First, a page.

Invasive insects present an ongoing challenge to the safety of U.S. agriculture. A current threat to the U.S. cotton industry is Oxycarenus hyalinipennis (Costa), commonly known as the cotton seed bug. Populations are found throughout most of the world except for North America, and the southeastern U.S. is believed to provide a favorable environment for its establishment. A major component in efforts to control the spread of invasive pests is the rapid and accurate identification of intercepted specimens. Unfortunately, O. hyalinipennis belongs to an incompletely characterized taxon where the assignment of species identity by simple morphological keys is often problematic. In this study, we assessed the potential of DNA barcoding to facilitate the identification of the cotton seed bug in field-collected specimens.
The genus Oxycarenus (Hemiptera: Oxycarenidae) is large and diverse in the Eastern Hemisphere, with approximately 50 known species, but only Oxycarenus hyalinipennis (Costa) or the cotton seed bug has been reported in the Western Hemisphere (Slater & Baranowski 1994). It is a major pest of plants in the order Malvales, with the most significant economic consequences on cotton (Gossypium spp.; Malvaceae) production. Damage occurs primarily from their feeding on mature seeds, which can lead to significant reductions in the yields of cotton seed oil (Sweet 2000). At higher infestations contaminating insect bodies will stain cotton lint, thereby adversely affecting marketability (Smith & Brambila 2008).
Oxycarenus hyalinipennis populations in the Western Hemisphere were first observed in South America (Slater 1964; Slater & Baranowski 1994), and there has been a continuing northward expansion since, with populations found in the Caribbean and the southern tip of Florida at Stock Island and Key West (Slater & Baranowski 1994; Baranowski & Slater 2005; Smith & Brambila 2008; Halbert & Dobbs 2010). It is designated a high-risk pest for the U.S., and favorable conditions for establishment exist in the southeastern states (Holtz 2006; Landry & Michalak 2006D0. Other crops besides cotton at risk include hibiscus (Hibiscus spp. L.), kenaf (Hibiscus cannabinus L.), and okra (Abelmoschus esculentus (L.) Moench), with the chemical treatments required for control likely to have adverse effects on the environment (Sweet 2000; Smith & Brambila 2008).
Monitoring for this pest in the United States is complicated by relatively incomplete and often ambiguous taxonomic descriptions. Oxycarenus hyalinipennis is a member of the infraorder Pentatomomorpha (superfamily Lygaeoidea; family Oxycarenidae) in which the phylogenetic relations at the level of superfamilies is considered uncertain (Li et al. 2005). The systematics of the genus Oxycarenus has been described as complex (Sweet 2000), with reports of substantial intraspecific polymorphisms and cross-hybridization between species (Bergevin 1932; Samy 1971; Segura et al. 2011). These issues make the accurate identification of O. hyalinipennis using existing morphological keys difficult, requiring substantial taxonomic expertise.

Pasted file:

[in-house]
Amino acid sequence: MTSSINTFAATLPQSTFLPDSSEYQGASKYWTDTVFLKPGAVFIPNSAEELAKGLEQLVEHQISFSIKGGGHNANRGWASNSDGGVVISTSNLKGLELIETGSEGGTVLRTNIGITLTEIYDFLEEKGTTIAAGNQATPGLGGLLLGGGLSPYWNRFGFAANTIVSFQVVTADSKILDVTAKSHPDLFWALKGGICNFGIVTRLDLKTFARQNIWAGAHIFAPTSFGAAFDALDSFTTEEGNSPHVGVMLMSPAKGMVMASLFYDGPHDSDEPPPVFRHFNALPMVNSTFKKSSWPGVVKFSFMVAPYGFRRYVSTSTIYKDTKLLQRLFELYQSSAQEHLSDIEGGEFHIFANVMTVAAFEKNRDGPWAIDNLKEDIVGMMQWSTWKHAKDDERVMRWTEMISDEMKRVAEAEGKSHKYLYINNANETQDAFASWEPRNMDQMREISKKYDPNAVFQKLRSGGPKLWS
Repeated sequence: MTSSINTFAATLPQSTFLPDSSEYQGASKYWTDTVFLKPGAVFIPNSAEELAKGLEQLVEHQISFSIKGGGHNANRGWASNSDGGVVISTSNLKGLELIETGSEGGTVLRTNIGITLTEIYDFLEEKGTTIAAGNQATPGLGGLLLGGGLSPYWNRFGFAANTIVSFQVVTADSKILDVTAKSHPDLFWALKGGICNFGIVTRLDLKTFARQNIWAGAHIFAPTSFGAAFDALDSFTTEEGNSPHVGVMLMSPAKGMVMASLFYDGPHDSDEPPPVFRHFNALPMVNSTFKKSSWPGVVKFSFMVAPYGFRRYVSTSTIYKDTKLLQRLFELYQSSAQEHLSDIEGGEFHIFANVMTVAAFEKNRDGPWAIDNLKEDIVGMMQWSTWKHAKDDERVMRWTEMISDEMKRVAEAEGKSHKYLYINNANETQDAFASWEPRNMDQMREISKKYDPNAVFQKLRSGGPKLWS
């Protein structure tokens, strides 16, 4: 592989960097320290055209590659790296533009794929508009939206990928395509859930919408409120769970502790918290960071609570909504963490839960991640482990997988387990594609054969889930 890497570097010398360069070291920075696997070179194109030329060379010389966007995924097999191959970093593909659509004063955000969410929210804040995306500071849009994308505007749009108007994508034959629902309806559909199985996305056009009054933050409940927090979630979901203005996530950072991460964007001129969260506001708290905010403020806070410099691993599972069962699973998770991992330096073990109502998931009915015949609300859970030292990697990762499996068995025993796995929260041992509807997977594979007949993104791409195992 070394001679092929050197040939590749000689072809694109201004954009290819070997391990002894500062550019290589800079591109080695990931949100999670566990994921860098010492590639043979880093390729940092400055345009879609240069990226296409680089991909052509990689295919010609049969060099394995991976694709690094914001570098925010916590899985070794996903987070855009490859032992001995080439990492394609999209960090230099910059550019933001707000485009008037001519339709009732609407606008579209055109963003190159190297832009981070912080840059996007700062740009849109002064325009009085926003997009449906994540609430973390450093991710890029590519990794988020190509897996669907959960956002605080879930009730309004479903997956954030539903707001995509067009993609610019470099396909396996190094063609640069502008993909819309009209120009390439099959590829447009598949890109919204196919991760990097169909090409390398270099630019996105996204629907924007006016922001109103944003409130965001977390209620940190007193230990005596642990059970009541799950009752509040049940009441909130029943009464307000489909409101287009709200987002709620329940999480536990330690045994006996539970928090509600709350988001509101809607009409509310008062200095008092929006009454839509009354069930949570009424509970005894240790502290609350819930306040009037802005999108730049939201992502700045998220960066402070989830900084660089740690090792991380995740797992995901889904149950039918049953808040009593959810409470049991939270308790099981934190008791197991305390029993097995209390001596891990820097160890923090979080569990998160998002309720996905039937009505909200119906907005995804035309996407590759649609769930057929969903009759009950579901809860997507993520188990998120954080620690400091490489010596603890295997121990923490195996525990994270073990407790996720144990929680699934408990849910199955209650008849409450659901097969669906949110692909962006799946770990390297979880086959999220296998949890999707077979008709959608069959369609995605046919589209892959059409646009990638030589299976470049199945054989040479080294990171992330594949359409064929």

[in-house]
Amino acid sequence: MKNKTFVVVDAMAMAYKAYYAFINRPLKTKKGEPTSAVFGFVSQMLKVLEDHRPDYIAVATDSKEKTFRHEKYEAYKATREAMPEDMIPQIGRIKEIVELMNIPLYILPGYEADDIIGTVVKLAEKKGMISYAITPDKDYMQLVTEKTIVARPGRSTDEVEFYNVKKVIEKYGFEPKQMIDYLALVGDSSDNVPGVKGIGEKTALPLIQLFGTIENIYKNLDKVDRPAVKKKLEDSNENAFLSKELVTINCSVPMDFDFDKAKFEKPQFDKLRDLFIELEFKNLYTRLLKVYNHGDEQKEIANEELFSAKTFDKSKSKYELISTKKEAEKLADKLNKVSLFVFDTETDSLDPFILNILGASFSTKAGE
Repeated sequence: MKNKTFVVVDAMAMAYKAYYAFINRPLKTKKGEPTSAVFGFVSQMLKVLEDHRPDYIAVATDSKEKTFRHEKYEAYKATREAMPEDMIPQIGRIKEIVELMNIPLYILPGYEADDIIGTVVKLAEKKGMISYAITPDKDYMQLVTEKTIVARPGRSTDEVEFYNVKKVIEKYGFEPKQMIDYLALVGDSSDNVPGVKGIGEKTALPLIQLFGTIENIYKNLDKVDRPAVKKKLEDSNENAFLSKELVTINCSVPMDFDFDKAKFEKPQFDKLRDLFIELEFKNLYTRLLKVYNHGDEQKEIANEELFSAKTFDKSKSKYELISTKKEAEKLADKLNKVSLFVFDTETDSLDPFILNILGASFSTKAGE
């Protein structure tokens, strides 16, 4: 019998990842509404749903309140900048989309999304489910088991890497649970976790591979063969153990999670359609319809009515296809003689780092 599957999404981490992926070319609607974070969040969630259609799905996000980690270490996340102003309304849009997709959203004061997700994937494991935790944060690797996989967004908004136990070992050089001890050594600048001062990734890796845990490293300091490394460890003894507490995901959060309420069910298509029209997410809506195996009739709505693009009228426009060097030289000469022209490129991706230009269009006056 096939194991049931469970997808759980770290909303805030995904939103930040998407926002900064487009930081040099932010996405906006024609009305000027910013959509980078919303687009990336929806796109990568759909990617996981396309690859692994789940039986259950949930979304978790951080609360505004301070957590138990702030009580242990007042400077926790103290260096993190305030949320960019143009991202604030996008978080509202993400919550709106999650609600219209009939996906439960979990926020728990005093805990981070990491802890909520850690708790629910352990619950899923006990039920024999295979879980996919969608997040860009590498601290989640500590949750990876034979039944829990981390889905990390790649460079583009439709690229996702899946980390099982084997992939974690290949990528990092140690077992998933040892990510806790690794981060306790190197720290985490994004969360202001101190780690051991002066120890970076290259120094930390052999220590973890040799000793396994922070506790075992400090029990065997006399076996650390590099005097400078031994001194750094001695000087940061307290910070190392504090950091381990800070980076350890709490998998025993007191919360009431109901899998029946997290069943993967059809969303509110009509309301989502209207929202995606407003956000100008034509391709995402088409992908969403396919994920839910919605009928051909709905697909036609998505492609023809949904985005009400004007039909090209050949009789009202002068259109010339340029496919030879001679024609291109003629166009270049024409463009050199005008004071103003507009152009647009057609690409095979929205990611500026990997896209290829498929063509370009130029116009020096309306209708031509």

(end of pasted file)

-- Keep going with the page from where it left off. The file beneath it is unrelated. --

DNA barcoding has the potential to facilitate the identification of problematic taxa of agricultural importance (reviewed in Armstrong & Ball 2005). The method uses DNA sequence comparisons of a designated “barcode” region, typically a portion of the highly conserved mitochondrial Cytochrome C oxidase subunit I (COI) gene, with the assumption that barcode sequence variation within a taxonomic group will be significantly less than that observed between groups (Hebert et al. 2003gn). As a consequence there should be a specific correspondence between barcode sequences and taxa, an expectation observed in several taxa and successfully applied to identify unknown specimens (reviewed in Floyd et al. 2010).
However, there are potential problems to DNA barcoding when based on a single locus that can lead to ambiguous or inaccurate species identification (Meier et al. 2006; Whitworth et al. 2007; Wiemers & Fiedler 2007). The taxonomic reliability of current public barcode sequence databases is uncertain, with suggestions that as much as 20% of the sequences in GenBank are misidentified (Bridge et al. 2003; Nilsson et al. 2006). Furthermore, barcode data are available for only a small fraction of species, with many of these represented by only a single sequence. Poor taxon coverage brings into question whether current databases adequately represent such diverse groups as arthropods or the level of barcode variation within individual species. This is an issue for the Oxycarenus genus, where publically available DNA sequence information at the time of this writing is very limited. These all could contribute to why within the Pentatomomorpha, barcode comparisons alone did not resolve phylogenetic relationships in a manner concordant with morphological keys at or above the superfamily level (Li et al. 2005).
While these genetic and taxonomic issues make problematic the use of DNA barcoding for phylogenetic studies in Oxcarenus, current methods of species identification based on morphology are sufficiently difficult and labor intensive that even an imperfect genetic method could be useful. The goal of this study was to empirically assess whether DNA barcoding could facilitate current monitoring efforts of this important economic and invasive pest. The range of COI sequence variations within the O. hyalinipennis species collected from several regions was determined. Comparisons of these sequences with existing DNA databases were performed and their power to discriminate O. hyalinipennis from a sister species Oxycarenus laetus Kirby and related genera assessed. The advantages and limitations of DNA barcoding to improve current procedures of O. hyalinipennis identification and monitoring are discussed.